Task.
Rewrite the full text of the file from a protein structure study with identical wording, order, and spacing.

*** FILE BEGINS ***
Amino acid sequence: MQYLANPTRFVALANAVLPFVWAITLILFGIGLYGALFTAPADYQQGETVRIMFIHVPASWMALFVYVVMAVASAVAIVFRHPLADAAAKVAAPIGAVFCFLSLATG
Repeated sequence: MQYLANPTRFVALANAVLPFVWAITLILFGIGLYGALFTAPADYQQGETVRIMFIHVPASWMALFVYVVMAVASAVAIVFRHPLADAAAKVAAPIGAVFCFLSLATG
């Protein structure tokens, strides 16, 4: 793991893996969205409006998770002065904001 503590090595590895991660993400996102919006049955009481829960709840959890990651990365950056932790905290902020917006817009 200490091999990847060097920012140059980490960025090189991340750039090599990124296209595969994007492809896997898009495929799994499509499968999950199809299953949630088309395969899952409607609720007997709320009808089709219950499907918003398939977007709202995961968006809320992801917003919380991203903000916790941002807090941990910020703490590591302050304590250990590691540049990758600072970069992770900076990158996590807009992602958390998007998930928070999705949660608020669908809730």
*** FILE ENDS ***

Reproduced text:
Amino acid sequence: MQYLANPTRFVALANAVLPFVWAITLILFGIGLYGALFTAPADYQQGETVRIMFIHVPASWMALFVYVVMAVASAVAIVFRHPLADAAAKVAAPIGAVFCFLSLATG
Repeated sequence: MQYLANPTRFVALANAVLPFVWAITLILFGIGLYGALFTAPADYQQGETVRIMFIHVPASWMALFVYVVMAVASAVAIVFRHPLADAAAKVAAPIGAVFCFLSLATG
């Protein structure tokens, strides 16, 4: 793991893996969205409006998770002065904001 503590090595590895991660993400996102919006049955009481829960709840959890990651990365950056932790905290902020917006817009 200490091999990847060097920012140059980490960025090189991340750039090599990124296209595969994007492809896997898009495929799994499509499968999950199809299953949630088309395969899952409607609720007997709320009808089709219950499907918003398939977007709202995961968006809320992801917003919380991203903000916790941002807090941990910020703490590591302050304590250990590691540049990758600072970069992770900076990158996590807009992602958390998007998930928070999705949660608020669908809730």